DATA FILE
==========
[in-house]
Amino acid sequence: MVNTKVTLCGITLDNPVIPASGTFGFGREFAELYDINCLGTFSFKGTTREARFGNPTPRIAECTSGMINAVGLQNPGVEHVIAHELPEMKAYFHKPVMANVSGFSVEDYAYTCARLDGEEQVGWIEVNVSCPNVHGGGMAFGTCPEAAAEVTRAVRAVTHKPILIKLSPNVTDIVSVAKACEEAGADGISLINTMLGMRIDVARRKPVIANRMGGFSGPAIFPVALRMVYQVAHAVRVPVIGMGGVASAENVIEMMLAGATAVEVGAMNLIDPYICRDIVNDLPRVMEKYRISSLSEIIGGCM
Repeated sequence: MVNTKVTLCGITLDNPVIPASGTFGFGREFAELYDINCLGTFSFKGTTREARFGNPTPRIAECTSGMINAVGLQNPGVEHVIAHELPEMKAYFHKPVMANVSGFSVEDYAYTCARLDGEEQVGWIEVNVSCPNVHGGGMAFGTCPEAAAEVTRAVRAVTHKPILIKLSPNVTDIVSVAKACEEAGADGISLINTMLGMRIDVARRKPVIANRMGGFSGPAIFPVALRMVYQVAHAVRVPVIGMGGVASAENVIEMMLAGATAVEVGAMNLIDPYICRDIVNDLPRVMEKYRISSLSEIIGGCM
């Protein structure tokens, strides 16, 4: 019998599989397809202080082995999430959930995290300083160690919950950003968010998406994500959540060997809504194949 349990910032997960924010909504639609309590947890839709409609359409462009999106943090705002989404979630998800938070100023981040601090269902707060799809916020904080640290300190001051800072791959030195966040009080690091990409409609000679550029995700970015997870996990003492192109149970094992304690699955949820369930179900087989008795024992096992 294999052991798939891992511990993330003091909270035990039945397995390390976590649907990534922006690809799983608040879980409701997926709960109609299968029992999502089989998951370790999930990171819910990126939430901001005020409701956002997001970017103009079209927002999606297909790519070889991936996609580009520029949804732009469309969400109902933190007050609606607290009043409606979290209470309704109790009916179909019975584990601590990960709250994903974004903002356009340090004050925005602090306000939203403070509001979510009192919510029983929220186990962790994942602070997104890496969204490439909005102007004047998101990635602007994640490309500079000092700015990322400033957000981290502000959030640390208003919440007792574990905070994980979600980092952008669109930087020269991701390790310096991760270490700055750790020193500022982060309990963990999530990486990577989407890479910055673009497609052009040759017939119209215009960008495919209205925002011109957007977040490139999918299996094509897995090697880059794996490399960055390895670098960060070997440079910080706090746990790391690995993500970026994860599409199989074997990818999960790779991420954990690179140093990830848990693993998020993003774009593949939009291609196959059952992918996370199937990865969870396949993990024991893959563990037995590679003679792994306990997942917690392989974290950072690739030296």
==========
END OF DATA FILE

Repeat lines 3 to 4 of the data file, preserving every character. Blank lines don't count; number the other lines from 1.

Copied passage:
Repeated sequence: MVNTKVTLCGITLDNPVIPASGTFGFGREFAELYDINCLGTFSFKGTTREARFGNPTPRIAECTSGMINAVGLQNPGVEHVIAHELPEMKAYFHKPVMANVSGFSVEDYAYTCARLDGEEQVGWIEVNVSCPNVHGGGMAFGTCPEAAAEVTRAVRAVTHKPILIKLSPNVTDIVSVAKACEEAGADGISLINTMLGMRIDVARRKPVIANRMGGFSGPAIFPVALRMVYQVAHAVRVPVIGMGGVASAENVIEMMLAGATAVEVGAMNLIDPYICRDIVNDLPRVMEKYRISSLSEIIGGCM
């Protein structure tokens, strides 16, 4: 019998599989397809202080082995999430959930995290300083160690919950950003968010998406994500959540060997809504194949 349990910032997960924010909504639609309590947890839709409609359409462009999106943090705002989404979630998800938070100023981040601090269902707060799809916020904080640290300190001051800072791959030195966040009080690091990409409609000679550029995700970015997870996990003492192109149970094992304690699955949820369930179900087989008795024992096992 294999052991798939891992511990993330003091909270035990039945397995390390976590649907990534922006690809799983608040879980409701997926709960109609299968029992999502089989998951370790999930990171819910990126939430901001005020409701956002997001970017103009079209927002999606297909790519070889991936996609580009520029949804732009469309969400109902933190007050609606607290009043409606979290209470309704109790009916179909019975584990601590990960709250994903974004903002356009340090004050925005602090306000939203403070509001979510009192919510029983929220186990962790994942602070997104890496969204490439909005102007004047998101990635602007994640490309500079000092700015990322400033957000981290502000959030640390208003919440007792574990905070994980979600980092952008669109930087020269991701390790310096991760270490700055750790020193500022982060309990963990999530990486990577989407890479910055673009497609052009040759017939119209215009960008495919209205925002011109957007977040490139999918299996094509897995090697880059794996490399960055390895670098960060070997440079910080706090746990790391690995993500970026994860599409199989074997990818999960790779991420954990690179140093990830848990693993998020993003774009593949939009291609196959059952992918996370199937990865969870396949993990024991893959563990037995590679003679792994306990997942917690392989974290950072690739030296």